The (Actual) Game Definition Game

At CGSA/ACÉJ 2022, I gave a talk on a game I created for one of my classes that I call the (Actual) Game Definition Game. The premise is simple – a Timeline-style card game based on definitions and engagements with the ideas of games and play. The name is a riff on an article by Jaakko Stenros. The title got stuck in my head and never went away.

But a bigger drive than an earworm was the importance of definitions in games courses. In a forthcoming piece, I present data from an analysis of games course syllabi, and among the discoveries was that definitions are perhaps the most common point of focus in games courses of all types. Considering we’re talking educational settings, maybe that’s not surprising; we have to learn what things mean to study them. But considering definitions of games are ever-evolving at best and a fraught battleground at worse, it’s not a stretch to say that heavy focus on definition in games classes means something about how we work to orient students.

How did I want to orient my students? Carefully, intentionally, and with an early understanding that when we talk about “games,” we’re talking about something incredibly meaningful and expansive. Rather than using definitions to limit, I wanted these foundational talks to be full of possibility. To do that, I needed something positive, fun, and memorable. Obviously, a game.

quote from Clara Fernandez-Vara that reads "The player is a necessary part of the text; it is difficult to find games where there is no player input, as the game is not really a complete text without a player that interprets its rules and interacts with it."The Game Definition Game is a work in progress – currently a bank of 30 possible cards used to create mix-and-match decks of 6-9 cards for small student groups. Each card includes a definition or framing of games and/or play (and the source). Unlike the game from which I drew inspiration, however, I do not include years on the cards on either side. Instead, as part of a lesson, students look at the full timeline together to compare to their constructed versions.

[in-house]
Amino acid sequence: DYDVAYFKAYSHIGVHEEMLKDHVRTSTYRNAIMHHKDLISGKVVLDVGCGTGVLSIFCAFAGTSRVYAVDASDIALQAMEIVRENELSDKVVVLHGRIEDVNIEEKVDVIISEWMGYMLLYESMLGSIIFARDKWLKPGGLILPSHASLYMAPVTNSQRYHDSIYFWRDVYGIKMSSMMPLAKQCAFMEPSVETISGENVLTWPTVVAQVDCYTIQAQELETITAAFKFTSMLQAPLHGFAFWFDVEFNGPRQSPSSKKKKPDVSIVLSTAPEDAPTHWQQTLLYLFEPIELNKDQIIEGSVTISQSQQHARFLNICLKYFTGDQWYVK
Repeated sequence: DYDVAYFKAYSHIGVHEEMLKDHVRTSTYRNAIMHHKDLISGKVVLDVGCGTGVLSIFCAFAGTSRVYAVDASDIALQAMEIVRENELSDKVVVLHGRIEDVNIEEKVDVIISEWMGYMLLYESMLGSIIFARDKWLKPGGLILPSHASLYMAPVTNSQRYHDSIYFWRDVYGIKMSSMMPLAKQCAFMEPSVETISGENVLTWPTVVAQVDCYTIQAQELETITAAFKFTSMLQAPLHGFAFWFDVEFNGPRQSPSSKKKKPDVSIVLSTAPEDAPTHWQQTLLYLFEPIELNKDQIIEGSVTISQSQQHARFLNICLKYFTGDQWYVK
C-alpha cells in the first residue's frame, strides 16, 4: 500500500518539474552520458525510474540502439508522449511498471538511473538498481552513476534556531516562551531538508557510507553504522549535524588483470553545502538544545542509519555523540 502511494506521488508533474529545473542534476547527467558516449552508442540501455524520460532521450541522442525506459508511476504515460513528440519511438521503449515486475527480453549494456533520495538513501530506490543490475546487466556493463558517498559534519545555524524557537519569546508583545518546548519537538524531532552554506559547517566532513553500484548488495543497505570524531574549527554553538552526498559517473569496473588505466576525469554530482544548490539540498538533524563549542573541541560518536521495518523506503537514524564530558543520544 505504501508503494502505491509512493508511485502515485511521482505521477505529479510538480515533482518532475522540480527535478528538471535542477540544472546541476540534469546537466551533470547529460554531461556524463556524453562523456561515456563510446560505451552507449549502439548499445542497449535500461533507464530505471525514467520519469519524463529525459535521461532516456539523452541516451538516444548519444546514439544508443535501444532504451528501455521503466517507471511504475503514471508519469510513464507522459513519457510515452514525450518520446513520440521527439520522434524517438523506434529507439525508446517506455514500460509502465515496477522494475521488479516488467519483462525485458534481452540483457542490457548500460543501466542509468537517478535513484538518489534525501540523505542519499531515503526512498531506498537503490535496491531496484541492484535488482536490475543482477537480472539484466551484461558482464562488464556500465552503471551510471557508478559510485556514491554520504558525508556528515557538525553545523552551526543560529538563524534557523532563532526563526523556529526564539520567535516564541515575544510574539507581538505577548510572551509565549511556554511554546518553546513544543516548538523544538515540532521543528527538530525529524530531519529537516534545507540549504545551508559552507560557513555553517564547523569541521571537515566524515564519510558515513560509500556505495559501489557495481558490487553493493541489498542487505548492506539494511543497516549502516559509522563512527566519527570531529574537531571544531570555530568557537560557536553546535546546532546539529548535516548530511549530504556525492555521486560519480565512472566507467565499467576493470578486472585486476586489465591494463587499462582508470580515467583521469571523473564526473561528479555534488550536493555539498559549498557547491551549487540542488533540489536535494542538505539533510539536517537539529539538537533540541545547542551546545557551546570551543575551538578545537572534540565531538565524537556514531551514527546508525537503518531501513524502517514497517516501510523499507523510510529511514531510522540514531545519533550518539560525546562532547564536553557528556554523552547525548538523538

These definitions cards can also be used in a variety of sorting and grouping exercises and so are useful in helping to uncover themes and commonalities – as Stenros did with his aforementioned article.

I am currently designing v1.5 of the Game Definition Game and when it is complete, I will release a downloadable version here. However, I encourage folks to create their own. So many of the books we own and articles we’ve highlighted include ways of thinking about games and particular framing around the meaning and boundaries of the idea of play. If you’re teaching games, odds are you have ten books close to hand that all offer some definition of “game.”

For more on what I’m doing, and how you can do it yourself, check out my slides from CGSA/ACÉJ (PowerPoint; PDF), and reach out if you’d like a copy of my version when it’s finished.